There are two big downsides to Wi-Fi, however. The first is power consumption. While the most recent Wi-Fi standards are more efficient than their predecessors, Bluetooth is typically 30% more energy efficient than Wi-Fi – important if you’re out and about and want long battery life. And the second is that Wi-Fi needs a network to connect to. That’s fine at home, but when you’re out it means Wi-Fi is a double battery drain because your phone needs to run as a hotspot.
The solution? Wi-Fi for your home and Bluetooth for your phone, which appears to be exactly what Sonos is planning. The only reference to Wi-Fi in its patents is in the one for the over-ear headphones, so presumably they’re intended for listening to at home while the earbuds are for when you roam.
When will Sonos wireless headphones launch?
Don’t hold your breath. Last month, Sonos CEO Patrick Spence said that the firm would not be launching any new product ranges any time soon; “in fiscal 2022, we are focused on launching new products in our existing product categories.” Fiscal 2022 refers to Sonos’ financial year, which ends on September 30.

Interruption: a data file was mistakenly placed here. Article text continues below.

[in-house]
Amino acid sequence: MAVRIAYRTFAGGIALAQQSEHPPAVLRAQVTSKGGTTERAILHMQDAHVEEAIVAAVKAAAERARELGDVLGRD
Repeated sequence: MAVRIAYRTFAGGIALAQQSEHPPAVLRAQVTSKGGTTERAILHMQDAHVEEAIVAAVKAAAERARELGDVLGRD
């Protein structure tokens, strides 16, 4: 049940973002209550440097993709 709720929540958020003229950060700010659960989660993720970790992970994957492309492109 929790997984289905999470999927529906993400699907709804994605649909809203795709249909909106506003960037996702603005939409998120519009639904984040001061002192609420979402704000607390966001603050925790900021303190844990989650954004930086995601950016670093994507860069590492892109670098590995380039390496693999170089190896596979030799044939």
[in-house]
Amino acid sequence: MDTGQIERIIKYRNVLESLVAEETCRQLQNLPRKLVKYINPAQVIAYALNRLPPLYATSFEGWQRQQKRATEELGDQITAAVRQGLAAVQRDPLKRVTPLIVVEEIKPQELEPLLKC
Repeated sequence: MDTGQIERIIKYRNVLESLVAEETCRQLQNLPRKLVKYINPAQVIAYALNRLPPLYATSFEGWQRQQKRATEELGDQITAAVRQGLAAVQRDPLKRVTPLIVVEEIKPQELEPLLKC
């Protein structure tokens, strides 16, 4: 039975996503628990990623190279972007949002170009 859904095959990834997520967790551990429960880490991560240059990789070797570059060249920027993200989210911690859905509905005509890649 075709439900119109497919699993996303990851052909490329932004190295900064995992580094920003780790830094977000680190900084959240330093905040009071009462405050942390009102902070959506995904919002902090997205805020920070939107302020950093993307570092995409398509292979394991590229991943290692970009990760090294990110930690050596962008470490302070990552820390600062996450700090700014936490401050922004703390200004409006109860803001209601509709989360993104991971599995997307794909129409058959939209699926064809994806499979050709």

Some industry watchers, such as Channel News AU, suspect that the headphones story was leaked deliberately to reassure investors: Sonos’ share price has been on a downward trend in recent months. The more likely explanation is that the supply chain issues that continue to plague the consumer electronics industry have made Sonos revise its product plans.
For now, though, that means we’re in ‘reading tea leaves’ territory: anything anyone at Sonos does is pounced upon in the hope that it’s a clue. Most recently Sonos VP of global marketing and communications, Pete Pedersen, posted on LinkedIn that Sonos was “looking to partner with a thoughtful, creative, and innovative integrated marketing firm for one of the most ambitious projects in our history… targeting a new audience/consumer segment.”
Headphones? Maybe. But then again, maybe it’s the Home Theater OS project we think Sonos is also working on, which aims to “deliver a next generation content delivery experience” across mobile, TV, tablet and other hardware.
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Writer, broadcaster, musician and kitchen gadget obsessive Carrie Marshall (Twitter) has been writing about tech since 1998, contributing sage advice and odd opinions to all kinds of magazines and websites as well as writing more than a dozen books. Her memoir, Carrie Kills A Man, is on sale now. She is the singer in Glaswegian rock band HAVR.